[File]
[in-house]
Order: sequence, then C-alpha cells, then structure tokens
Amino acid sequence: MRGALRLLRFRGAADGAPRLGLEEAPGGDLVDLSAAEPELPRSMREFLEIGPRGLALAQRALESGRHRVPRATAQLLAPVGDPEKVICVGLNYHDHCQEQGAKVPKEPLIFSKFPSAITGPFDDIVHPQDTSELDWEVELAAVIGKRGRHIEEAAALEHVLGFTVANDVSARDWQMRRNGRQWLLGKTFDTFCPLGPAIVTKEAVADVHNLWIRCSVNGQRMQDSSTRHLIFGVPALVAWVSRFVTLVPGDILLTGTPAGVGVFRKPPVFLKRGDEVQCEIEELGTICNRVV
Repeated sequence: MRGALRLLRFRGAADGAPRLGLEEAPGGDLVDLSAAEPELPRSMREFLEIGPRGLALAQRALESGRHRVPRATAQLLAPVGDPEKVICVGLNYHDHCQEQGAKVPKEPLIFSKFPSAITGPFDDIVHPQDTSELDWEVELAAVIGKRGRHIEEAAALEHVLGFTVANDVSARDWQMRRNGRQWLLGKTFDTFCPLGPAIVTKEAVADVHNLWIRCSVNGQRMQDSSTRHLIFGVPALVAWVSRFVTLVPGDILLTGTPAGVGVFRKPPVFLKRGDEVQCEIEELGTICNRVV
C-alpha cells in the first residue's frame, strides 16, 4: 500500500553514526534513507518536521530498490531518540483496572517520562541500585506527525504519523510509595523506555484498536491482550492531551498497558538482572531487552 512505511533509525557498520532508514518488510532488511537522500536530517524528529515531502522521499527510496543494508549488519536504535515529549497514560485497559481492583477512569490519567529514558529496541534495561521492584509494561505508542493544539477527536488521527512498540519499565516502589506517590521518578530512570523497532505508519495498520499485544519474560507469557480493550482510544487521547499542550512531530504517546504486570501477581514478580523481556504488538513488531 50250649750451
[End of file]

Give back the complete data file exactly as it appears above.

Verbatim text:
[in-house]
Order: sequence, then C-alpha cells, then structure tokens
Amino acid sequence: MRGALRLLRFRGAADGAPRLGLEEAPGGDLVDLSAAEPELPRSMREFLEIGPRGLALAQRALESGRHRVPRATAQLLAPVGDPEKVICVGLNYHDHCQEQGAKVPKEPLIFSKFPSAITGPFDDIVHPQDTSELDWEVELAAVIGKRGRHIEEAAALEHVLGFTVANDVSARDWQMRRNGRQWLLGKTFDTFCPLGPAIVTKEAVADVHNLWIRCSVNGQRMQDSSTRHLIFGVPALVAWVSRFVTLVPGDILLTGTPAGVGVFRKPPVFLKRGDEVQCEIEELGTICNRVV
Repeated sequence: MRGALRLLRFRGAADGAPRLGLEEAPGGDLVDLSAAEPELPRSMREFLEIGPRGLALAQRALESGRHRVPRATAQLLAPVGDPEKVICVGLNYHDHCQEQGAKVPKEPLIFSKFPSAITGPFDDIVHPQDTSELDWEVELAAVIGKRGRHIEEAAALEHVLGFTVANDVSARDWQMRRNGRQWLLGKTFDTFCPLGPAIVTKEAVADVHNLWIRCSVNGQRMQDSSTRHLIFGVPALVAWVSRFVTLVPGDILLTGTPAGVGVFRKPPVFLKRGDEVQCEIEELGTICNRVV
C-alpha cells in the first residue's frame, strides 16, 4: 500500500553514526534513507518536521530498490531518540483496572517520562541500585506527525504519523510509595523506555484498536491482550492531551498497558538482572531487552 512505511533509525557498520532508514518488510532488511537522500536530517524528529515531502522521499527510496543494508549488519536504535515529549497514560485497559481492583477512569490519567529514558529496541534495561521492584509494561505508542493544539477527536488521527512498540519499565516502589506517590521518578530512570523497532505508519495498520499485544519474560507469557480493550482510544487521547499542550512531530504517546504486570501477581514478580523481556504488538513488531 50250649750451